SYDNEY— Dogs are being used for their keen sense of smell to help locate and protect koalas, who are considered at risk across much of Australia. The dogs began detection work in November last year, in regions like the Greater Blue Mountains World Heritage area, inland from Sydney, which is a vast wilderness of dense eucalyptus forests and sandstone escarpments, approximately 3,800 square miles in size.
Two years ago, following the bush fires that ravaged the region, there were several rare sightings of koalas who were seeking refuge, with sightings in the upper Blue Mountains, the first since the 1940’s.
The sightings were hopeful news for the koala, which is currently listed as vulnerable in the Australian states of New South Wales, Queensland, and the Australian Capital Territory.
“Before these fires, we weren’t sure that koalas existed in many of these areas,” says Kellie Leigh, founder of the organization Science for Wildlife.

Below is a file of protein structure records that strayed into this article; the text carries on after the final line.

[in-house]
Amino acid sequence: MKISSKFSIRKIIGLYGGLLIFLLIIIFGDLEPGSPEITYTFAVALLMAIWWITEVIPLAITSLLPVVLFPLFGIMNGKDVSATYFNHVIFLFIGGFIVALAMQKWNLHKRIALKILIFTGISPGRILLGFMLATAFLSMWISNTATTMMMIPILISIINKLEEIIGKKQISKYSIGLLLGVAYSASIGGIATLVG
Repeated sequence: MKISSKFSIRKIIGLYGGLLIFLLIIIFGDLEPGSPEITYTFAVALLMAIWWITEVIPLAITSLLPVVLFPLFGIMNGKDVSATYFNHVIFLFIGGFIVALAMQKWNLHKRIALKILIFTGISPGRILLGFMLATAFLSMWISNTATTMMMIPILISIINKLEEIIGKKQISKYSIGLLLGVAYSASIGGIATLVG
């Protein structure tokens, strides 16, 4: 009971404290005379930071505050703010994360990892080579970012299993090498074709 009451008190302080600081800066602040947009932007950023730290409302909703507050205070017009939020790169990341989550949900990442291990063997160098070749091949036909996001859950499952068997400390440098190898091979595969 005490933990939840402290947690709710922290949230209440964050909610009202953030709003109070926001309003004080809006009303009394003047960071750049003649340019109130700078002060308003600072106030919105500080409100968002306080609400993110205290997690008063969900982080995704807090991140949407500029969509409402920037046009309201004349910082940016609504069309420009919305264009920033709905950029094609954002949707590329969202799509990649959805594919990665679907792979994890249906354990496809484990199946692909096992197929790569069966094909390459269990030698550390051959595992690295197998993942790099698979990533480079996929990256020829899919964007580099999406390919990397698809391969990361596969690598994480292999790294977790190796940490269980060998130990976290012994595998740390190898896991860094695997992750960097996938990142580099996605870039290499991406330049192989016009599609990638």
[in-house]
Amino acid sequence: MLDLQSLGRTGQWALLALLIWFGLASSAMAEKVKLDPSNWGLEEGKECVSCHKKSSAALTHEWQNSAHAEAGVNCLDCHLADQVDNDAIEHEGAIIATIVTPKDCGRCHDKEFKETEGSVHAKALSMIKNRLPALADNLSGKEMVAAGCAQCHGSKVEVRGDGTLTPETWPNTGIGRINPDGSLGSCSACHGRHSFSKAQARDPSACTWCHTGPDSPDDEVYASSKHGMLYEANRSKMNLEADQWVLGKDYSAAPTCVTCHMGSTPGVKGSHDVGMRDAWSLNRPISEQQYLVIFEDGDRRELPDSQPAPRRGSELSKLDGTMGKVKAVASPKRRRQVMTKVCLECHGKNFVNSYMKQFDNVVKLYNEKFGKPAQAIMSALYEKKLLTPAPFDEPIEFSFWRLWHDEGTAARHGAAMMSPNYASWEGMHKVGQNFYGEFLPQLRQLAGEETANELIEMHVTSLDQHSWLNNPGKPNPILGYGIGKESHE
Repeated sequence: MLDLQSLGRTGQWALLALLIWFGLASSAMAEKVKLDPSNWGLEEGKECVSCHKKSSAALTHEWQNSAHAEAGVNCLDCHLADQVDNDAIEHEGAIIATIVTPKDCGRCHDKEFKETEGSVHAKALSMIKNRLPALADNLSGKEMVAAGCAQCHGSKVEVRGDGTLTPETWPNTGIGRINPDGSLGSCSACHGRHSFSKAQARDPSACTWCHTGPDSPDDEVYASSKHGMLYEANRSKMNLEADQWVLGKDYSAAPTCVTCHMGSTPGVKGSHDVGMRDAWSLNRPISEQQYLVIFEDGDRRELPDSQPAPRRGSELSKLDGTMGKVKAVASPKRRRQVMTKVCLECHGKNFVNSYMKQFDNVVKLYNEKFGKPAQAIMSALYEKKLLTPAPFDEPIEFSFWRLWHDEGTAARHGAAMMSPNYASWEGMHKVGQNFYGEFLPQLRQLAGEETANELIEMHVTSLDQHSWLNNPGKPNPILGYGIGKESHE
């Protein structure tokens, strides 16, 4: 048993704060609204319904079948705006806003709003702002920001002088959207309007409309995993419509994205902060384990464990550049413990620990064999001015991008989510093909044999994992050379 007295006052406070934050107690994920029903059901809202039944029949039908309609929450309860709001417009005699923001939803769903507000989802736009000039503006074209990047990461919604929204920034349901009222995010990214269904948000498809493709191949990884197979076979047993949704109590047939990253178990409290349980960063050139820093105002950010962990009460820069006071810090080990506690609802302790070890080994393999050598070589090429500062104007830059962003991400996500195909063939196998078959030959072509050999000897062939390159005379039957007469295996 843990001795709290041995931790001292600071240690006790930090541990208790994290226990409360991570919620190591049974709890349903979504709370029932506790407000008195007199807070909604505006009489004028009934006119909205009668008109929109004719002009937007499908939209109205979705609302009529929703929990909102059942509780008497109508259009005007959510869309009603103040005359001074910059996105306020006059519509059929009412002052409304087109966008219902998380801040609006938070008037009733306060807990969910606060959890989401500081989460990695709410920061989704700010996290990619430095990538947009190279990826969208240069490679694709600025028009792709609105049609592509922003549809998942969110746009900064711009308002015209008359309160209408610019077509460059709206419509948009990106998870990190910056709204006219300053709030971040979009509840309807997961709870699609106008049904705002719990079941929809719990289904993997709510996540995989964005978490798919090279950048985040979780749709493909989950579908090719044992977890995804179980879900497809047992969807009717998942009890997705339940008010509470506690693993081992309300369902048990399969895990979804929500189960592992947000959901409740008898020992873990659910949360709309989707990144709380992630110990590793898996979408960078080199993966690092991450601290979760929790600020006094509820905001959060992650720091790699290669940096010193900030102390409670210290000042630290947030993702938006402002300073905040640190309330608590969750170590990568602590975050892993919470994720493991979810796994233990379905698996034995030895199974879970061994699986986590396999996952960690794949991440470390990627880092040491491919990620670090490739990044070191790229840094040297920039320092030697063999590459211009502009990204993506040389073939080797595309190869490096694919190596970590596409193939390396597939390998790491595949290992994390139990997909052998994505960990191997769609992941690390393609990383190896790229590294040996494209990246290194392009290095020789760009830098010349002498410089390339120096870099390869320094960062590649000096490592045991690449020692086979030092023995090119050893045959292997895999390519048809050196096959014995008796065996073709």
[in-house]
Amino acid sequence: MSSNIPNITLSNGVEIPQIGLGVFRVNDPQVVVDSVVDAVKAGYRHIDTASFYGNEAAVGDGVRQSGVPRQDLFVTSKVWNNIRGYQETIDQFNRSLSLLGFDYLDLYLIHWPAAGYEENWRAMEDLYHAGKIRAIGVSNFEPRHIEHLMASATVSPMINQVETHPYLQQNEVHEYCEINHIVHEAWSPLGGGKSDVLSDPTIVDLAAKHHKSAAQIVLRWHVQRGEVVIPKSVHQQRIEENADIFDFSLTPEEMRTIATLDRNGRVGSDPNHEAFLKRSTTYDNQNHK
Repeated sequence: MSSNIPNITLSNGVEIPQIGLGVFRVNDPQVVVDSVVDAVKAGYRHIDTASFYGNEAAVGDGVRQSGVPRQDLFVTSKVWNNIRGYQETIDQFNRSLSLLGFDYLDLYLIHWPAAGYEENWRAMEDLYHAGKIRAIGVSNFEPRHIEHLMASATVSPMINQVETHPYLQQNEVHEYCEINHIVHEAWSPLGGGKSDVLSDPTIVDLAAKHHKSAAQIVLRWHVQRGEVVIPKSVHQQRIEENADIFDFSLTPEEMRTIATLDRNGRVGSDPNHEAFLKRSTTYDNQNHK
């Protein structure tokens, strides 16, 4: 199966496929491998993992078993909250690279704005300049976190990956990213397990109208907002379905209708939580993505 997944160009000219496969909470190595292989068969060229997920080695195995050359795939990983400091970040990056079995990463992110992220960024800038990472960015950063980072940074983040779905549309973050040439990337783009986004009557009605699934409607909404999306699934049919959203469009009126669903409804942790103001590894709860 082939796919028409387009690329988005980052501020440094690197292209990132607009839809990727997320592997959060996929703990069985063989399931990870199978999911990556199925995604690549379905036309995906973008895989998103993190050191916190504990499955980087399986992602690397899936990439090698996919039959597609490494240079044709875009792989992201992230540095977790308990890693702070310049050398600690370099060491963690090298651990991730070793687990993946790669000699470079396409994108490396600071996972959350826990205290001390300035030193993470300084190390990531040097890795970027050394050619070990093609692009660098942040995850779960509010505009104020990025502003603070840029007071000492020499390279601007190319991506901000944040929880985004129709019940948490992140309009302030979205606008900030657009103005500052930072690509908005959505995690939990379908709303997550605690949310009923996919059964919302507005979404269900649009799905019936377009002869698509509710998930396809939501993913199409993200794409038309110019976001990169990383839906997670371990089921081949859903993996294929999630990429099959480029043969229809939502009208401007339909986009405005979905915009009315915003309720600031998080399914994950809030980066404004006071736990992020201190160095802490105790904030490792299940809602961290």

Badger, a 6-year-old Australian Shepherd, was the first dog trained to locate the spotted tailed quoll, and now he is being used by Science for Wildlife to help locate the koalas, so they can map out the populations in order to conserve them. The dogs track the fresh scent of the koalas from fur swabs, and koala scat.
Dogs are capable of detecting scents at concentrations down to parts per trillion, which is the equivalent of a teaspoon inside two Olympic sized swimming pools. This work could not be done without the help of the dogs.
It doesn’t matter what breed of dog you use, you just need to choose a dog with a high motivation for food, or one that likes to play with a tennis ball. The dogs are trained to associate a reward with the source of the odour. The dog handlers also play an important role, they must be physically fit, capable orienteers, and be able to read the body language of their dogs.
Science for Wildlife is also training a second dog with k9 Centre Australia in Queensland. The detailed ecological studies of the koalas will be shared with land managers, rural fire services and community groups in the region, to help conservation plans that protect koalas from bush fires and encroaching development.